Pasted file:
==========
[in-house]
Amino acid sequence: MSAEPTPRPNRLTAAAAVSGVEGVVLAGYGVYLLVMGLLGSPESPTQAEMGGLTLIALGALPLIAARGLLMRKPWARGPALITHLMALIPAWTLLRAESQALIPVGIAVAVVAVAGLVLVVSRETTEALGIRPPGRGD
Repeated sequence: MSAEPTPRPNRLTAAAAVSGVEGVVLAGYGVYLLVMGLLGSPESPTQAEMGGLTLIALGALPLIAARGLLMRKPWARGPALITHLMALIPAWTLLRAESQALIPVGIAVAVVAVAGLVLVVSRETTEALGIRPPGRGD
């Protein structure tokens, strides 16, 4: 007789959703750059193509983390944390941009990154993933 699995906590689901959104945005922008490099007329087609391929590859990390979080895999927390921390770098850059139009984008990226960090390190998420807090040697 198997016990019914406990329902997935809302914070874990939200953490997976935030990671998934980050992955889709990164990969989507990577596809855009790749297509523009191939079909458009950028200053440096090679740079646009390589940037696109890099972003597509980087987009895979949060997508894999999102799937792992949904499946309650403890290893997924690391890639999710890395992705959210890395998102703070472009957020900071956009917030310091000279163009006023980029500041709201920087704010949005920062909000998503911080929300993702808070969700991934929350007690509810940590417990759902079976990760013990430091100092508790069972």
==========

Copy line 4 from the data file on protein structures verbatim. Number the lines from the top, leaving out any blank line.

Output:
């Protein structure tokens, strides 16, 4: 007789959703750059193509983390944390941009990154993933 699995906590689901959104945005922008490099007329087609391929590859990390979080895999927390921390770098850059139009984008990226960090390190998420807090040697 198997016990019914406990329902997935809302914070874990939200953490997976935030990671998934980050992955889709990164990969989507990577596809855009790749297509523009191939079909458009950028200053440096090679740079646009390589940037696109890099972003597509980087987009895979949060997508894999999102799937792992949904499946309650403890290893997924690391890639999710890395992705959210890395998102703070472009957020900071956009917030310091000279163009006023980029500041709201920087704010949005920062909000998503911080929300993702808070969700991934929350007690509810940590417990759902079976990760013990430091100092508790069972």